9. She needs a place to call her own. Kids have a way of taking over a house. Every room becomes a playground, and it can feel like they only have two volumes: loud and louder. We all need space to stay sane, but as a stepmom, your wife needs it even more. She may not be used to the chaos, so carve out a space that’s just for her—a room that’s off limits to the kids or buy her a new reading chair for your bedroom. Then she’ll have more energy to offer the family.

10. She needs you all to herself more than once in a while. With the divorce rate for second marriages even higher than for first marriages, it is crucial that you carve out time to be together: book a night away; keep a regular date night; take a trip occasionally. Make sure to schedule it or it won’t happen. When you get away, just focus on each other; don’t talk about the mess. Only respond to emergency calls or texts. Protect your time together so you can stay together and beat the odds.

As you work at remembering and prioritizing your wife’s needs, she will feel respected, understood and cared for. She will become even more motivated to become the very best stepmother she can. Your marriage will become a source of strength and joy as you face even the toughest challenges in your blended family, and your kids will have a greater sense of security as they witness what a healthy marriage looks like.

devo-interact-icon-42x421Take Today’s Next Steps:

Are you feeling lost in your blended family? Talk to a mentor. It’s confidential and free.

How my wife fights against resentment.

My story of feeling like a failure at marriage again.

Blended Family: Caring for the Wounded.

118 Responses to “10 Ways to Support Your Wife as a Stepmom”

  • Doris Beck Doris Beck says:

    Hi Sj,
    I’m glad you found this article! :-) And I think you are on the right track….pray, pray, pray!! Only God can change your husband’s mind about having children of your own….since he was excited about your pregnancy have you considered that he is perhaps also grieving the loss of that child and is afraid to try again? Sometimes men aren’t always in touch with their emotions and he might not even realize that this is impacting his thinking….just a thought to explore at some point.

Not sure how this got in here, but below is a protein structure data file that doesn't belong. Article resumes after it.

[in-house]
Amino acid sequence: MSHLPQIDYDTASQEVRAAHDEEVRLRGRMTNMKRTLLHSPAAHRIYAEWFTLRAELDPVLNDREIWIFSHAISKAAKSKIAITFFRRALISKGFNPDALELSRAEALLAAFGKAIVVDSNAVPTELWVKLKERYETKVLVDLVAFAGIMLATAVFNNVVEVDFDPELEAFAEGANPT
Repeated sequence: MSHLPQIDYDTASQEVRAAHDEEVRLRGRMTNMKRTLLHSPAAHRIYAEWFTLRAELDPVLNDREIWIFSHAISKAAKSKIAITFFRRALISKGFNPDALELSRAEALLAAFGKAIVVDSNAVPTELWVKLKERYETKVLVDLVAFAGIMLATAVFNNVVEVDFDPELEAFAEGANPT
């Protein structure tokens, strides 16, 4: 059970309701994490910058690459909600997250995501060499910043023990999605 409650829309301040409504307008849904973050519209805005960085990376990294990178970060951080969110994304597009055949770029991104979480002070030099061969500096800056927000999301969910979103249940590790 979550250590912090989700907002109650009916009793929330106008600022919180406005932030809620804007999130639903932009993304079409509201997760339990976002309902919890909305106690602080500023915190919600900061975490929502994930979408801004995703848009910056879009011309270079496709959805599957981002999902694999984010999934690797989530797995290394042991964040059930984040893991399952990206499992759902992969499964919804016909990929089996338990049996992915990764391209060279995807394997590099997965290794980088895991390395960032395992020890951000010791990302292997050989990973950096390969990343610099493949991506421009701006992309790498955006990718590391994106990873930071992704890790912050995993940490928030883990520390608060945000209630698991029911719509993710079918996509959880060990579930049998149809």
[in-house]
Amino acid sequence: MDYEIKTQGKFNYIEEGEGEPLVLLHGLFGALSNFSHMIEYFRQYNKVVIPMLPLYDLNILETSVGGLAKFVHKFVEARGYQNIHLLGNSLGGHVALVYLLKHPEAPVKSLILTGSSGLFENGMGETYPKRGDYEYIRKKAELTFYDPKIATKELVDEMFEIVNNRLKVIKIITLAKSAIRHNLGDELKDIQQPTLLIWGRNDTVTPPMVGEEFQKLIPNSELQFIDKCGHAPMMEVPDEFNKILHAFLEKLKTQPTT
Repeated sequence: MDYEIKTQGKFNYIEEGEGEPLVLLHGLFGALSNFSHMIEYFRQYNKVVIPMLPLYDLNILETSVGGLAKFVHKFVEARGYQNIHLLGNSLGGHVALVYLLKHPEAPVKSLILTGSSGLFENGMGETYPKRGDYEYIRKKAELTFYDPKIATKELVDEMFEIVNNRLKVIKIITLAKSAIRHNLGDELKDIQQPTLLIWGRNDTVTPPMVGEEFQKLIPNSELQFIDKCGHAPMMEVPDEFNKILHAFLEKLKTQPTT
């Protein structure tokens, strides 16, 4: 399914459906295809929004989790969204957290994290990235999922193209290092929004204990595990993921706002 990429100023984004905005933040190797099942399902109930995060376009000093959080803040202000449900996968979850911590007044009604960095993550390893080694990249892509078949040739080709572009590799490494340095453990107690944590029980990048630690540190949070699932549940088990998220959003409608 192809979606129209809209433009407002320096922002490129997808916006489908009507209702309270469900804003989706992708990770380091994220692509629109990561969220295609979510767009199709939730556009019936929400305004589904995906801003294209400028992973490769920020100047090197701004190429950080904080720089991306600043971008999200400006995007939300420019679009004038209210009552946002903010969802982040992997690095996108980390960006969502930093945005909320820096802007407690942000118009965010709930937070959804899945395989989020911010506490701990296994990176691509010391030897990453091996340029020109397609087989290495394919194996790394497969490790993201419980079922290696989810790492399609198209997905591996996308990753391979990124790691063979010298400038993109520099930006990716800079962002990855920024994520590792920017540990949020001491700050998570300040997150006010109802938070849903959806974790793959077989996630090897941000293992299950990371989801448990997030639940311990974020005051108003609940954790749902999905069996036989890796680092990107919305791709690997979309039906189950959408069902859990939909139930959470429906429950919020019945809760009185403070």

In the meantime, continue to concentrate on your marriage and don’t nag…God can and does change the minds of men ;-)

  • Sj says:

    This is a great article; I found it on accident. I have been with my Husband for 13 years; married for 4 years out of that time. I am a StepMum of His Children since they were 7 and 5. Theyre grown now and we have a great relationship because My Husband, puts God first and me right there next. We’ve had that family dynamic forever now and Im thankful; He does all these things that are displayed in this article. I guess what I wonder sometimes; when we have talked about us having children; there is a resounding No. Now, I do understand why. Our age difference is 13 years and Im the younger. I also get he says he’s selfish as he wants us together and nothing between us. You know. Just us and our time. And I love that about us. :) And we are really happy. I came to a point where; after 20 years of no menst. cycle and no ovulation (problems when I was younger); I was restored and so I thought that having children with him was possible. So after coming to a point to where I need to understand that maybe its not possible to do that; I got pregnant and he was happy and we were adjusting to the surprise. Then 3 months ago, I miscarried at 17wks. So its devastating. Anyways; What bothers Me is when we talk about it and sometimes I would bring up maybe we can try; and then he responds with the line, “My Kids are your kids too”. That maybe true; in a way but its not.
    I cant get him to understand that its not that Im not insensitive to them and that he’s more than enough for me and we are truly complete and all that. I just thought that maybe it would be wonderful for us to have our own family line. I could maybe give something of myself now that Im all better and fixed and all that. But I dont know. I dont want to upset our thing, however I do want to respect his stance on no children. Its like Im fighting two things. And I refuse to be miserable in our marriage in the long term. I feel stuck. But for the moment I will continue to pray on it; and work through it. Thoughts?

  • M. Jantzen says: